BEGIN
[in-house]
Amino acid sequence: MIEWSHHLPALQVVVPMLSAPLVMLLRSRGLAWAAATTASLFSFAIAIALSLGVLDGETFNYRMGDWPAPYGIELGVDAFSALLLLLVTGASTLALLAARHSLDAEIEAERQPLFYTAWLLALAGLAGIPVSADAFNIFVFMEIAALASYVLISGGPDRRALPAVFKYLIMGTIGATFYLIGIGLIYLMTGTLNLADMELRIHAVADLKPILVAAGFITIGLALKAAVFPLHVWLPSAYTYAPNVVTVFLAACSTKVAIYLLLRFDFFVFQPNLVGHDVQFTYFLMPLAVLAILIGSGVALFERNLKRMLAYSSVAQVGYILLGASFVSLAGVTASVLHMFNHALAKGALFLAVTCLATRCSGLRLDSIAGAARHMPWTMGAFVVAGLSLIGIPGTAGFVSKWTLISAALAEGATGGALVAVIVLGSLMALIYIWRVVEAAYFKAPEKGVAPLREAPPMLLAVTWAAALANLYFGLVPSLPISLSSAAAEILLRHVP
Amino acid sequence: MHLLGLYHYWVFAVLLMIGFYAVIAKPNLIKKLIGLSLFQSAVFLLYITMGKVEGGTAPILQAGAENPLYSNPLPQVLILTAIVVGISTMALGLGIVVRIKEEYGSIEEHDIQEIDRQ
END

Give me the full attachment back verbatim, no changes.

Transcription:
[in-house]
Amino acid sequence: MIEWSHHLPALQVVVPMLSAPLVMLLRSRGLAWAAATTASLFSFAIAIALSLGVLDGETFNYRMGDWPAPYGIELGVDAFSALLLLLVTGASTLALLAARHSLDAEIEAERQPLFYTAWLLALAGLAGIPVSADAFNIFVFMEIAALASYVLISGGPDRRALPAVFKYLIMGTIGATFYLIGIGLIYLMTGTLNLADMELRIHAVADLKPILVAAGFITIGLALKAAVFPLHVWLPSAYTYAPNVVTVFLAACSTKVAIYLLLRFDFFVFQPNLVGHDVQFTYFLMPLAVLAILIGSGVALFERNLKRMLAYSSVAQVGYILLGASFVSLAGVTASVLHMFNHALAKGALFLAVTCLATRCSGLRLDSIAGAARHMPWTMGAFVVAGLSLIGIPGTAGFVSKWTLISAALAEGATGGALVAVIVLGSLMALIYIWRVVEAAYFKAPEKGVAPLREAPPMLLAVTWAAALANLYFGLVPSLPISLSSAAAEILLRHVP
Amino acid sequence: MHLLGLYHYWVFAVLLMIGFYAVIAKPNLIKKLIGLSLFQSAVFLLYITMGKVEGGTAPILQAGAENPLYSNPLPQVLILTAIVVGISTMALGLGIVVRIKEEYGSIEEHDIQEIDRQ